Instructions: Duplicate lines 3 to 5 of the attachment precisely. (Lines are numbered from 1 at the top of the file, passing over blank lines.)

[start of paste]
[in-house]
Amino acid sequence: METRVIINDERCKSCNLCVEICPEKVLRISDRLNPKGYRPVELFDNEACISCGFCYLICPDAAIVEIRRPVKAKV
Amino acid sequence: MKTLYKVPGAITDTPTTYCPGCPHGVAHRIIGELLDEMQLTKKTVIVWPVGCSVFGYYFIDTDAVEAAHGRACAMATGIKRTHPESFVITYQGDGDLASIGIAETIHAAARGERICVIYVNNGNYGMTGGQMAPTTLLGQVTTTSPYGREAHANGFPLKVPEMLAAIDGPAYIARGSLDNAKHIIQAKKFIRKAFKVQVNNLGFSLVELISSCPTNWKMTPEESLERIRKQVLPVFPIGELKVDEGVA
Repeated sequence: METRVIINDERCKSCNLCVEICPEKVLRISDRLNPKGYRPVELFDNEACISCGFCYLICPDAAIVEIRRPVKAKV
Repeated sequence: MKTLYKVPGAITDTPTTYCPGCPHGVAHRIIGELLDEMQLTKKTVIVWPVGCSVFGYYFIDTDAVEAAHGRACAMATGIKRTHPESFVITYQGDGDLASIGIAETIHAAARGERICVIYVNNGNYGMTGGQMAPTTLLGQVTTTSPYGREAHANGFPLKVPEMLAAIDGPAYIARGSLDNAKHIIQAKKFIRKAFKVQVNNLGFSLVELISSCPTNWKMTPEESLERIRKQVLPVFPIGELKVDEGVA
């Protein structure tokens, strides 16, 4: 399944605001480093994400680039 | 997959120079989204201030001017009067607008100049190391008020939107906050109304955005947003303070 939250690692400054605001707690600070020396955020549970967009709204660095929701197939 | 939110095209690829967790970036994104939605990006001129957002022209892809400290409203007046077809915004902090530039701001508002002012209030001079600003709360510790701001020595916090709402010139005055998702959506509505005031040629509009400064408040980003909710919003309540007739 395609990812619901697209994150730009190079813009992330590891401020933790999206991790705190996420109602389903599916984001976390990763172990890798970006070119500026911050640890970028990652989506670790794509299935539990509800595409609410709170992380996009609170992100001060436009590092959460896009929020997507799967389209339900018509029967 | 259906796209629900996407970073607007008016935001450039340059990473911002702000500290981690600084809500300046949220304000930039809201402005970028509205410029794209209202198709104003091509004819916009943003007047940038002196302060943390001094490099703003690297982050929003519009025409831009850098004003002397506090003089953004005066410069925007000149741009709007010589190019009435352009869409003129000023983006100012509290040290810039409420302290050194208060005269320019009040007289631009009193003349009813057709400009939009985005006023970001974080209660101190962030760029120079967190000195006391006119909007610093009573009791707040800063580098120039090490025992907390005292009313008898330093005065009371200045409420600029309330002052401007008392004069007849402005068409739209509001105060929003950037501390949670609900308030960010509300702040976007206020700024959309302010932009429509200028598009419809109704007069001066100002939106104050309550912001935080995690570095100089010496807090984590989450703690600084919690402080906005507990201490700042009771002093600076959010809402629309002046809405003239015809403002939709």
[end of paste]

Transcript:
Amino acid sequence: MKTLYKVPGAITDTPTTYCPGCPHGVAHRIIGELLDEMQLTKKTVIVWPVGCSVFGYYFIDTDAVEAAHGRACAMATGIKRTHPESFVITYQGDGDLASIGIAETIHAAARGERICVIYVNNGNYGMTGGQMAPTTLLGQVTTTSPYGREAHANGFPLKVPEMLAAIDGPAYIARGSLDNAKHIIQAKKFIRKAFKVQVNNLGFSLVELISSCPTNWKMTPEESLERIRKQVLPVFPIGELKVDEGVA
Repeated sequence: METRVIINDERCKSCNLCVEICPEKVLRISDRLNPKGYRPVELFDNEACISCGFCYLICPDAAIVEIRRPVKAKV
Repeated sequence: MKTLYKVPGAITDTPTTYCPGCPHGVAHRIIGELLDEMQLTKKTVIVWPVGCSVFGYYFIDTDAVEAAHGRACAMATGIKRTHPESFVITYQGDGDLASIGIAETIHAAARGERICVIYVNNGNYGMTGGQMAPTTLLGQVTTTSPYGREAHANGFPLKVPEMLAAIDGPAYIARGSLDNAKHIIQAKKFIRKAFKVQVNNLGFSLVELISSCPTNWKMTPEESLERIRKQVLPVFPIGELKVDEGVA